Saturday, January 20, 2001

Sighs Matter

What are manners? Well, OK, who really cares? I know you're right! I guess I want to talk about how we treat one another in public. You know: how we treat strangers.

I think of it as all being very simple. It's about boundaries. I am not talking about some psychobabble concept that addresses how I spend money or drink booze or screw strangers! I'm talking about physical boundaries. You know the boundaries: You can walk to the edge of the cliff, but when you go one more step you plunge to your death! Plain old physical boundaries like fences and walls. I guess the basest level of manners is the physical boundary. I do not make physical contact with you, and if I do, I apologize, and vice-versa. This seems so simple.

Life in an urban area is rife with unwanted physical contact between strangers. Whether you ride the subway, shop in a supermarket, boutique or mall, walk the streets, drive through the centre of town, or live in an apartment building, you constantly come into contact with strangers.

In our self-centred culture, consideration for others has moved from being quaint and old-fashioned to being reflective of weakness or passive.

Not really wanting to admit my age, I betray that secret by offering an observation about a nightclub phenomena of my youth: In mid-seventies Boston, I had the good fortune to be, though not legally old enough to drink, regularly admitted to the nightclub that was our city's centre of the Glam scene. This was not a bar for the weak of heart! This scene was populated by Boston's demi-monde of bisexual-chic, homosexuals, transvestites, prostitutes, drug-addled Southie thugs, local trade, and rock-star wannabes all dressed in tight clothes and platform shoes. The scene was about being seen, and dressing up for the party.

As the years passed, the Glam scene spawned the Punk scene; though it wasn't called "punk," per se. It wasn't terribly violent at the beginning, more of a fashion and music trend. Platform shoes, long hair and fishnet stockings gave way to shorn heads, surplus military attire, and army boots. Lou Reed's "Walk On The Wild Side," David Bowie's "Rebel, Rebel," T.Rex, Roxy Music, New York Dolls, et al., were replaced with Sex Pistols, Dictators, Patti Smith, Television, Blondie, Iggy Pop, Voidoids, et al. The venues changed, and more often than not, DJs were replaced by live performances.

Then it happened! Frat boys and suburbanites appeared on the scene and IT was invented: slam-dancing! This must be the sorriest excuse for social interaction ever spawned in Western civilization. People were not really dancing; they were slamming against one another, and sin of all sins, touching each other's clothes! Today's hybrid, the Mosh Pit, has taken this form of entertainment to an extreme, with concerts requiring medical staff nearby just to assist those who have met their neighbours in this special way!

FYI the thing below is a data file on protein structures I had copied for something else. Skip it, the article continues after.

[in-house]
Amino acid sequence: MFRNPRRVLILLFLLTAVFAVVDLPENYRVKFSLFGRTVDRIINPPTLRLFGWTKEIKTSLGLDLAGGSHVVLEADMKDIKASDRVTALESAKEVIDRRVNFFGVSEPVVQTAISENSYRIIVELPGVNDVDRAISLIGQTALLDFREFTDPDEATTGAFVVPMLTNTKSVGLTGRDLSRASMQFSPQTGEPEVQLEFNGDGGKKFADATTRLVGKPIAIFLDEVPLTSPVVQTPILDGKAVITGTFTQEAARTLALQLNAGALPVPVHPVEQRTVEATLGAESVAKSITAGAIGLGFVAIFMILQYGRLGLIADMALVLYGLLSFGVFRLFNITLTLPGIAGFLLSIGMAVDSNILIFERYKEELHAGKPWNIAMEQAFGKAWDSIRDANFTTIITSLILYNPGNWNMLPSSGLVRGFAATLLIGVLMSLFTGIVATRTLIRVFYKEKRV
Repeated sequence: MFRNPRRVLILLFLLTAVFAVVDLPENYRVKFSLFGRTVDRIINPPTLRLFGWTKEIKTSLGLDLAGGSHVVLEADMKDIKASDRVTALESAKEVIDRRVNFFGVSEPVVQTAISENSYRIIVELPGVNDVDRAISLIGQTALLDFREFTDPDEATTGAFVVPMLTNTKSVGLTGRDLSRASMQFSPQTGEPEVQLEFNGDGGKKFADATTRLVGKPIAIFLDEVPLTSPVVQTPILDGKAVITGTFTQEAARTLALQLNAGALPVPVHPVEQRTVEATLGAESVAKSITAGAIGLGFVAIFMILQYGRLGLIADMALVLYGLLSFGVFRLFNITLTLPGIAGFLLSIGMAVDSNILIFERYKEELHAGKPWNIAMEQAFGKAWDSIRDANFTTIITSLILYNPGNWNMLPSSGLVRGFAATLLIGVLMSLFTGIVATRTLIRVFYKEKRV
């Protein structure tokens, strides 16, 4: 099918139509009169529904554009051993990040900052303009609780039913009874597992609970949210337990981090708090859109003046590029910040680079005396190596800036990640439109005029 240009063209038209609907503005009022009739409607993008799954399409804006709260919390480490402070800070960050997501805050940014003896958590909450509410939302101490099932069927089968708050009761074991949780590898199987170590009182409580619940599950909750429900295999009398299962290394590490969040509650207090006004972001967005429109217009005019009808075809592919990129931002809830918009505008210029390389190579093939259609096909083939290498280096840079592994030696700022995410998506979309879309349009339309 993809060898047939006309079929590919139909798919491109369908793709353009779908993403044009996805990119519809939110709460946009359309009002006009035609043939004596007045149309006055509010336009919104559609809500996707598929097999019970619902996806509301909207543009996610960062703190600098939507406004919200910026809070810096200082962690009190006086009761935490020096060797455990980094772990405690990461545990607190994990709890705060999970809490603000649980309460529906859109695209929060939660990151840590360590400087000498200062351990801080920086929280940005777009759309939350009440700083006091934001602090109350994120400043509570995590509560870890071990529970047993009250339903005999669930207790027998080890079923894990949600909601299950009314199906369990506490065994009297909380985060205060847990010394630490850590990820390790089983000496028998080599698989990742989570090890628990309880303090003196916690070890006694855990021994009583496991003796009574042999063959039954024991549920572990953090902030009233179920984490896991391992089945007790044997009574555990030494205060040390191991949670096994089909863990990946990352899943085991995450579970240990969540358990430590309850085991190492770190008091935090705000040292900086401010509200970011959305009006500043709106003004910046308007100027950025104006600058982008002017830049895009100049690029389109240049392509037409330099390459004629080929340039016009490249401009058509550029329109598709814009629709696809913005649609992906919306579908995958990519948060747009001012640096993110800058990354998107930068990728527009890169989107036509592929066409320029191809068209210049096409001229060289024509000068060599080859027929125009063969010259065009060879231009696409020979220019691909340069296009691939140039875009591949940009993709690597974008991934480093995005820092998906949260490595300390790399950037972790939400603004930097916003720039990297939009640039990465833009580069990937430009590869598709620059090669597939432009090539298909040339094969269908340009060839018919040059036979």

Now, I don't really give a shit if other people want to beat the shit out of each other; and, I guess the advent of the mosh pit provides those losers with a segregated space to pummel one another. My point is that the advent of slam-dancing and, later, the mosh pit, coincides with a breakdown of a simple social tool that has kept neighbours from destroying each other: manners!

I am NOT talking etiquette here. I don't think it would ever matter if everyone lost the ability to set the table properly, or ask a father for his daughter's hand in marriage, or RSVP a social event. I'm talking manners: the use of phrases like "excuse me," "please" and "thank you"!

What was my point, again? Oh, yeah! Those of us in urban settings live in a crowded environment filled with strangers with whom we must share subway cars, roads, stores, hallways, waiting areas, and other public places. As our population expands, all of these places have become more crowded. Longer lines, cramped buses, busier streets!

I have found that manners are a great help in these close quarters. Saying `excuse me' opens spaces I thought could never be penetrated! Nothing irritates me more, though, than hearing someone let out a big exaggerated sigh when a fellow citizen makes a blunder that results in discomfort or delayed service. It's so childish to let out a big sigh, especially if it is accompanied with a click of the tongue, because we do not like what is happening.

Unfortunately for me, the alternative to letting out a big sigh has often been to grab the offending person and shake them while screaming at the top of my lungs that they are stupid. I recommend AGAINST this method of communicating frustration (especially in banks, department stores and subway cars as there are often plenty of witnesses). Hmmm, maybe letting out a sigh would be better.

One rude trend over the past decade is the use of a backpack in place of a purse or briefcase. Now, the backpack is a brilliant invention: it allows a person to carry a lot of stuff in a comfortable manner over a long distance, while keeping the hands free for balance and more complicated moves associated with locomotion. The backpack was invented for people making journeys that include a certain amount of hiking, mountaineering, fording, and generally rugged activity. It is a brilliant device for these activities! I do not believe it is an effective tool for adults to carry Clinique products from home to office to restaurant to bar to home again.

When you carry a briefcase or purse, it is clear that it is taking up space either dangling from your hand or slung over your shoulder. This addition to your person is clear and learning how to accommodate it in a public place is relatively simple: hold it closer to your body to minimize the impact the object is having on those around you. Humans are remarkably adept at keeping their purses and briefcases, whether in their hand or on their shoulder, from intruding into the space required by others on a crowded street, elevator, or other public space. The presence of these accessories is obvious because they are generally in our line of vision. It is easy to accommodate something you can see.